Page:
Fall 2016 Anime Season

demi-humans

Towards the end of 2004 I started writing two monthly columns for a culture site called Tokyo Q, and one of them was about anime. Each edition was usually made up of reviews of shows, as well as news items, but at the start of each Japanese TV season I’d usually do a round-up of what I thought looked promising in terms of new (and returning) series. In that spirit — and with the warning that I don’t watch a lot of anime series at this point in time, because I have zero interest in the vast majority of what gets produced these days (i.e. the moe type cutesy animated stuff that rules the airwaves) — here’s what I’m at least interested in checking out once the fall season kicks off in October (based on what I’ve seen announced on AniChart’s Fall 2016 page).

Ajin (Season 2)
I’m a huge fan of the manga series this is based on (I’m still currently reading it) and I loved the first season that aired earlier this year — it was a very close adaptation of the manga storyline, with a nicely done cell-shaded animation style (similar to what you see in Knights of Sidonia, which was done by the same studio). I can’t wait to watch season 2, which I expect to be just as good.

Fune wo Amu
I don’t know anything about this series other than the description, which says that it’s the story of a man who works at a publishing company, who is trying to find a successor as he approaches retirement age, and may have found one to work on a dictionary they are looking to publish. Sounds like an interesting setting, and I like the character designs in the preview art.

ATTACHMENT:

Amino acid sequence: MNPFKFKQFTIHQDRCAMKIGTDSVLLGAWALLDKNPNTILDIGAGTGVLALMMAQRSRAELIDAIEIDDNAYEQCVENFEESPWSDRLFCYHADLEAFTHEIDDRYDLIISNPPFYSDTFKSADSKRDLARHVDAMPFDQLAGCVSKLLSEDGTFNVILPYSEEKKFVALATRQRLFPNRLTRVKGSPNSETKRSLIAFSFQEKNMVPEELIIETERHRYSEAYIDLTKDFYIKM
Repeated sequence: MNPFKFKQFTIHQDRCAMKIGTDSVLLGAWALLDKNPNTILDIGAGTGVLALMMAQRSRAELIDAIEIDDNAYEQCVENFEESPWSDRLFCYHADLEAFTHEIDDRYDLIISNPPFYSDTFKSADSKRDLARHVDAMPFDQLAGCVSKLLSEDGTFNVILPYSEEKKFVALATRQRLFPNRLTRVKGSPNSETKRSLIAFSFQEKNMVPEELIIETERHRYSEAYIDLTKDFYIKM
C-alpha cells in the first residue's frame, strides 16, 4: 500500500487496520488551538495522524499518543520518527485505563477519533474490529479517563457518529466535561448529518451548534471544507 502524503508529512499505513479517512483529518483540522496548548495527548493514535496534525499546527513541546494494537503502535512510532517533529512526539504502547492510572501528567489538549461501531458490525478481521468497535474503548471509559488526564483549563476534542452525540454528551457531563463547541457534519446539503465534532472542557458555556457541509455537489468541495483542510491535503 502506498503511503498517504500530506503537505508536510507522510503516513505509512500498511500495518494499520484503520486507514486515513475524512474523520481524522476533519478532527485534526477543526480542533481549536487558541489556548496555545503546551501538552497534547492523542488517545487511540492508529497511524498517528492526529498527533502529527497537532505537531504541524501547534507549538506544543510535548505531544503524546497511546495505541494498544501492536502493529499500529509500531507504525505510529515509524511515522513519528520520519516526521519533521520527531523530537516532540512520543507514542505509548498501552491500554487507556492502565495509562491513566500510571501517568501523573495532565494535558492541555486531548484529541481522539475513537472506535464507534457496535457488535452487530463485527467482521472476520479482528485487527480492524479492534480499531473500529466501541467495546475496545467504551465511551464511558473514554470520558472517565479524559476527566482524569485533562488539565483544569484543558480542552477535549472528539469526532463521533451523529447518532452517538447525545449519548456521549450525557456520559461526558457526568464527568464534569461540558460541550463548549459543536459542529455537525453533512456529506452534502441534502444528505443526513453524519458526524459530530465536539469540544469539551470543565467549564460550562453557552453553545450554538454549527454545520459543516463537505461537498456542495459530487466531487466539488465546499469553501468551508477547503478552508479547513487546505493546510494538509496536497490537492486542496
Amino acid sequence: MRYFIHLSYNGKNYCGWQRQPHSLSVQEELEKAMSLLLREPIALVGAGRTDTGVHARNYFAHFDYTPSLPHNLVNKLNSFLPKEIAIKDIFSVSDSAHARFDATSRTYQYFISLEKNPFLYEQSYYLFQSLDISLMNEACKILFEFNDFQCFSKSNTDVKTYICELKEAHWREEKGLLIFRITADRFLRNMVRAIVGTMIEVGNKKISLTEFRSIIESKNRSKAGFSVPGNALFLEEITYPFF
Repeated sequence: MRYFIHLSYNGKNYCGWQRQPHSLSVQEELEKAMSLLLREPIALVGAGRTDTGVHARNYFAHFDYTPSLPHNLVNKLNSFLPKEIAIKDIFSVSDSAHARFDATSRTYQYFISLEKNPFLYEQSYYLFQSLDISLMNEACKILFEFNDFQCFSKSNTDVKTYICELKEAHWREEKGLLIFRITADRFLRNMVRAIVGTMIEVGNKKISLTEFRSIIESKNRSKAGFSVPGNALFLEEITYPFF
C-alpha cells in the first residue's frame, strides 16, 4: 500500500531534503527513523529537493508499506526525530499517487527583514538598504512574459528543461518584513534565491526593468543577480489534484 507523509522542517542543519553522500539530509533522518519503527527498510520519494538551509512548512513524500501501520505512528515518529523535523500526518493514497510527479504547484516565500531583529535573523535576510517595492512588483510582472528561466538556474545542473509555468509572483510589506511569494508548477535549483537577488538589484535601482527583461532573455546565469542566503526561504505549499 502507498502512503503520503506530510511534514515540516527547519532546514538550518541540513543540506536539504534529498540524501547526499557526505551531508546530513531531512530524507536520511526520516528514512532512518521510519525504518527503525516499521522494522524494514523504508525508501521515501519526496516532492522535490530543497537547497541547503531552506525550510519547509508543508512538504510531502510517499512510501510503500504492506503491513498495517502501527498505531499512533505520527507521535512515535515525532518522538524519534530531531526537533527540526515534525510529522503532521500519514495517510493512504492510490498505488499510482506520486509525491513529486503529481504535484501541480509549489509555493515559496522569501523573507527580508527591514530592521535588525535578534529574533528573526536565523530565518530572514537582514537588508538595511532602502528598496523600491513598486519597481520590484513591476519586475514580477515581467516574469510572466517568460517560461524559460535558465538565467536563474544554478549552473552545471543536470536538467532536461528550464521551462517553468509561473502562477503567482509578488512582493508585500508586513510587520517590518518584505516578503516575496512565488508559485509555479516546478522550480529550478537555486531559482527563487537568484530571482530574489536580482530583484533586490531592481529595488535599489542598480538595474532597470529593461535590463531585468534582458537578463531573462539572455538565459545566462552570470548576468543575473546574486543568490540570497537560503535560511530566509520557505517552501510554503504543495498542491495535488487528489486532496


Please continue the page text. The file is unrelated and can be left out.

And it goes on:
Occultic Nine
I was sort of interested in this, about a group of students brought together through a blog for some paranormal and occult happenings, but then seeing the ridiculously floppy breasts in this trailer really turned me off.

Mobile Suit Gundam: Iron-Blooded Orphans (Season 2)
I’ve only recently become a fan of Gundam, and am currently watching the 1985 series Mobile Suit Zeta Gundam. The thing with Gundam is that you get stuff that follows the timeline of the original series (“Universal Century”), and then wild spinoffs that have absolutely nothing to do with the original setting, but share certain ideas and themes. So far I haven’t been interested in watching any of the spinoff shows, but I’ve heard very good things about Iron-Blooded Orphans, so I’m tempted to give the first season a try, just as the second season is about to start.

Update: I’ve started watching these series, including Occultic Nine and Iron-Blooded Orphans. Also part of the new season, I checked out Izetta: The Last Witch.

Update: Here are my posts for Ajin and Fune wo Amu.

2005

This weekend I managed to finish going through the posts of 2005 (all 1063 of them). As I was going through these posts, I could see that it was a really important year for me. My first professional writing work started in 2004 as I became editor of MoCo Tokyo (a spinoff site to MoCo Loco, where I was also a contributor), and then at the very end of that year I started my monthly anime and design columns for Tokyo Q, but it was in 2005 that I started my monthly “On Design” column for The Japan Times, wrote for Gawker’s Gizmodo and Gridskipper, and also wrote some other freelance pieces. I’d definitely point to that year as the start of my writing career.